If you’re being asked to take a drug test before you’re hired, you should take the following steps:
- Notify the employer if you’re taking any prescription drugs: Some prescription drugs can appear on a drug test and be confused with illicit substances. Be sure to notify the employer of any prescription medications you’re taking.
- Be aware of discrimination: If you notice specific ages, sexes, races, or genders being singled out for drug testing while others aren’t, it could be deemed discrimination.
- Be aware of state requirements: Some states only permit drug testing if the individual has been offered employment first. Other states require employers to provide written notice that a drug test is needed or state so in any job postings.
- Protect your privacy: If you’re asked to submit a urine sample in front of other individuals or to remove your clothing in front of other individuals, this could be an invasion of privacy.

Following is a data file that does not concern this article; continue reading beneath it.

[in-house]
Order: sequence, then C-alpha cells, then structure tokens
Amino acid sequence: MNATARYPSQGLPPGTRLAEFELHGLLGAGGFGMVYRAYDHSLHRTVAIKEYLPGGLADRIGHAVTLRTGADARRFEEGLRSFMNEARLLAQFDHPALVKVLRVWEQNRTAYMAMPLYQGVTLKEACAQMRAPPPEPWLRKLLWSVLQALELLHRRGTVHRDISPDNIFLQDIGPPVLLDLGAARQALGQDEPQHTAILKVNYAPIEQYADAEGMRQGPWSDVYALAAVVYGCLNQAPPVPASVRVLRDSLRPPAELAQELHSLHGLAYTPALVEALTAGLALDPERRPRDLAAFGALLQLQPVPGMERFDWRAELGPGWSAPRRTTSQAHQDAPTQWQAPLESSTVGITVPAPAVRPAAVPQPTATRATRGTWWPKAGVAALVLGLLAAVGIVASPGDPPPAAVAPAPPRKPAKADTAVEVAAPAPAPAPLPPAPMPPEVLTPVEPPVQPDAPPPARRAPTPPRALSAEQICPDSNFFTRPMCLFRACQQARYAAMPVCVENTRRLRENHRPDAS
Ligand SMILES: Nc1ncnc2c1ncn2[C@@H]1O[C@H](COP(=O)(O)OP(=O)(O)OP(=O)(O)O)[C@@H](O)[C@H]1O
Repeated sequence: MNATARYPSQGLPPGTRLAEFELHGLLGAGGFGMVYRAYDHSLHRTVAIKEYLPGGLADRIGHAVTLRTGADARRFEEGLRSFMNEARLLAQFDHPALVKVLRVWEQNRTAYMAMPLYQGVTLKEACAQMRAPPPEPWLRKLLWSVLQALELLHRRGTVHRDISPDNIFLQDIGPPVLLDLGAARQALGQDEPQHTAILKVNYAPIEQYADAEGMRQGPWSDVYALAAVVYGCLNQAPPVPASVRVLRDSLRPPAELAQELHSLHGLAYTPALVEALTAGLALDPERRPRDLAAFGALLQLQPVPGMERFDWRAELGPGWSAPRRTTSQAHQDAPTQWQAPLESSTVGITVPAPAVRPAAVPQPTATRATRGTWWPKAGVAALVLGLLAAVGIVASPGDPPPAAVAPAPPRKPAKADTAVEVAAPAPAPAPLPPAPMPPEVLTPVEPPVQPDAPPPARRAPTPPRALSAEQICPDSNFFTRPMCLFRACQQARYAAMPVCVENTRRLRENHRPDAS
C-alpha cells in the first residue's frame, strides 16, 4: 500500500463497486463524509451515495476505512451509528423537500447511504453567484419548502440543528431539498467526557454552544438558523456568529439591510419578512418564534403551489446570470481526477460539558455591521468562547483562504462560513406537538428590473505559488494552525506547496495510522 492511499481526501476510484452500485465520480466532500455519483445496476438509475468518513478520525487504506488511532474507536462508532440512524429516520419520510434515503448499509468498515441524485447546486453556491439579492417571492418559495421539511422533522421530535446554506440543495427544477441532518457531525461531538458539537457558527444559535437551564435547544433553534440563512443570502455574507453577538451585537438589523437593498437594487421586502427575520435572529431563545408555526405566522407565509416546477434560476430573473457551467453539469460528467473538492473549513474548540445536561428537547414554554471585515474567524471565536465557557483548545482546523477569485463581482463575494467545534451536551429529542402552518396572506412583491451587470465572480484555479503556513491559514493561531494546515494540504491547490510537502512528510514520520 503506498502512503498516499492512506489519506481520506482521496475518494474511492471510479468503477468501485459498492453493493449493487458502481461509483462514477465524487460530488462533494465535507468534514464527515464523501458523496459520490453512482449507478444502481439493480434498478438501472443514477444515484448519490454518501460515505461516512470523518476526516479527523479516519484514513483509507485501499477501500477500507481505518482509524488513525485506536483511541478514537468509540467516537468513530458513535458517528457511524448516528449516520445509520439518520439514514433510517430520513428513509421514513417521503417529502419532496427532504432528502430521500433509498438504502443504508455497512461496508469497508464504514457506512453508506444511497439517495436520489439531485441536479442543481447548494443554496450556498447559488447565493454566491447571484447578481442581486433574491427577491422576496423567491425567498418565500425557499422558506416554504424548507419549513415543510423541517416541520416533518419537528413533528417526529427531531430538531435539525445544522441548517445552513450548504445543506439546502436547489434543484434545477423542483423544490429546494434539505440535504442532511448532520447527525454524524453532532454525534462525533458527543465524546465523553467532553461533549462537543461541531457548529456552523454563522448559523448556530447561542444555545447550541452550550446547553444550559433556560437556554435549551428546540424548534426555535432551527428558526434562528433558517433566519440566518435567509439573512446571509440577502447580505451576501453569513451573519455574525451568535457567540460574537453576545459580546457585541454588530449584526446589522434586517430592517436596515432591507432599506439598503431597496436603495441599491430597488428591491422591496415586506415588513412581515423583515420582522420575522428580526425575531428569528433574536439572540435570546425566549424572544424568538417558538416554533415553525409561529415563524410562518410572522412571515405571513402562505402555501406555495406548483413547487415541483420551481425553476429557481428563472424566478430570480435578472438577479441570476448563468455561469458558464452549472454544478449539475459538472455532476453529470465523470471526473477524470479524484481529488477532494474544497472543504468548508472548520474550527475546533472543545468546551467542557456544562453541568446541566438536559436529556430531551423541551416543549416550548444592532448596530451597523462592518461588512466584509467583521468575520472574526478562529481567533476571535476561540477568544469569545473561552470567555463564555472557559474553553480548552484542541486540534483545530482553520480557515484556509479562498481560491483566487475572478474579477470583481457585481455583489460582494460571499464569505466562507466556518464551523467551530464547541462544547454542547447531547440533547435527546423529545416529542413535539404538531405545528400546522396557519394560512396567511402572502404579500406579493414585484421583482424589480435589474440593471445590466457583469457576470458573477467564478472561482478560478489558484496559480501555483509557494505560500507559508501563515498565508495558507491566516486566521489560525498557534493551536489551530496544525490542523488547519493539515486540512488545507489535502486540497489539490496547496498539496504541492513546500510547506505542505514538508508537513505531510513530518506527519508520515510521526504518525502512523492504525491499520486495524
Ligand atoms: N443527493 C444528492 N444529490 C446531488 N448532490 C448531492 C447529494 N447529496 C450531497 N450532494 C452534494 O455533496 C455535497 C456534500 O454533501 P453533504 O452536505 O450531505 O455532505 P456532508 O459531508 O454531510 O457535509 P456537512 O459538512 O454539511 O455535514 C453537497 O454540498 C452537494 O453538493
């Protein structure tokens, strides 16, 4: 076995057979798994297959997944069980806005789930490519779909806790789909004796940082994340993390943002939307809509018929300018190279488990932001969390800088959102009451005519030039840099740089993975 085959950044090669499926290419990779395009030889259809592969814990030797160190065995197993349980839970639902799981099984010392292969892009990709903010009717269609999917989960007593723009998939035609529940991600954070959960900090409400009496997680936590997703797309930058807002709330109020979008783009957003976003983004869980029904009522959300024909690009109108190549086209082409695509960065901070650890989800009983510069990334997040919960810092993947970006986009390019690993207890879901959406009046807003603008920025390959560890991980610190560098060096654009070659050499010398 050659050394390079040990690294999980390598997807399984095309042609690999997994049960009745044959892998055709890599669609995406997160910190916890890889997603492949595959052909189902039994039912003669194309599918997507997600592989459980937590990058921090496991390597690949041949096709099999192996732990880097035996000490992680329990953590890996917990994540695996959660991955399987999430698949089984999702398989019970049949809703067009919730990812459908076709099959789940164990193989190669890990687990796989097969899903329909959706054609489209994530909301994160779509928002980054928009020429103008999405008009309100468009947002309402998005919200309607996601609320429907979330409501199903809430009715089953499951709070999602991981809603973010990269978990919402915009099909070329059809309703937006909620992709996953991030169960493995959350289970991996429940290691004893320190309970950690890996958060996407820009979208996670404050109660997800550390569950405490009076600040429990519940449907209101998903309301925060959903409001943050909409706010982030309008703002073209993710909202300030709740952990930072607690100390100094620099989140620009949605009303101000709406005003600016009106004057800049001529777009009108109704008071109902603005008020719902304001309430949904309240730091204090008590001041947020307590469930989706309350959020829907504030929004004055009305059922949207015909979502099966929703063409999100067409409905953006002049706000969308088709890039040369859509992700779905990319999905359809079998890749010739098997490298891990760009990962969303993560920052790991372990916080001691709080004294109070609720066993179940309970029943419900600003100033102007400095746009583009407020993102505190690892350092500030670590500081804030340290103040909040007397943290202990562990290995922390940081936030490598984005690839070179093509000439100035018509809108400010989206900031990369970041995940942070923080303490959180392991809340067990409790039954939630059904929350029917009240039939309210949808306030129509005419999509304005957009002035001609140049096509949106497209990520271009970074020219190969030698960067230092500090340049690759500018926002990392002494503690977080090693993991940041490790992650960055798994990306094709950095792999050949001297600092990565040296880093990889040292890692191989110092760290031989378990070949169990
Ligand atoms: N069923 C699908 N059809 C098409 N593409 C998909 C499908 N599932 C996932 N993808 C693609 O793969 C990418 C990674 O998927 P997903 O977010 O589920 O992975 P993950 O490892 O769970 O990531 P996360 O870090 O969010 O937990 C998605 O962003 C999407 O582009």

Therefore, drug testing must be conducted to conform to state and federal laws. If you feel that your rights have been infringed in the process, it may be possible to file a legal claim against the prospective employer.
What Drugs Can an Employer Test For?
Employment drug testing regulations allow testing for all drugs and alcohol. Nowadays, many employers require workers to submit to a drug test before and after being hired. Most employers use urinalysis to test for five classes of illicit drugs:
- Amphetamines such as speed, meth, crank, and ecstasy;
- THC such as hash, cannabinoids, and marijuana;
- Cocaine: powder cocaine and “crack” cocaine;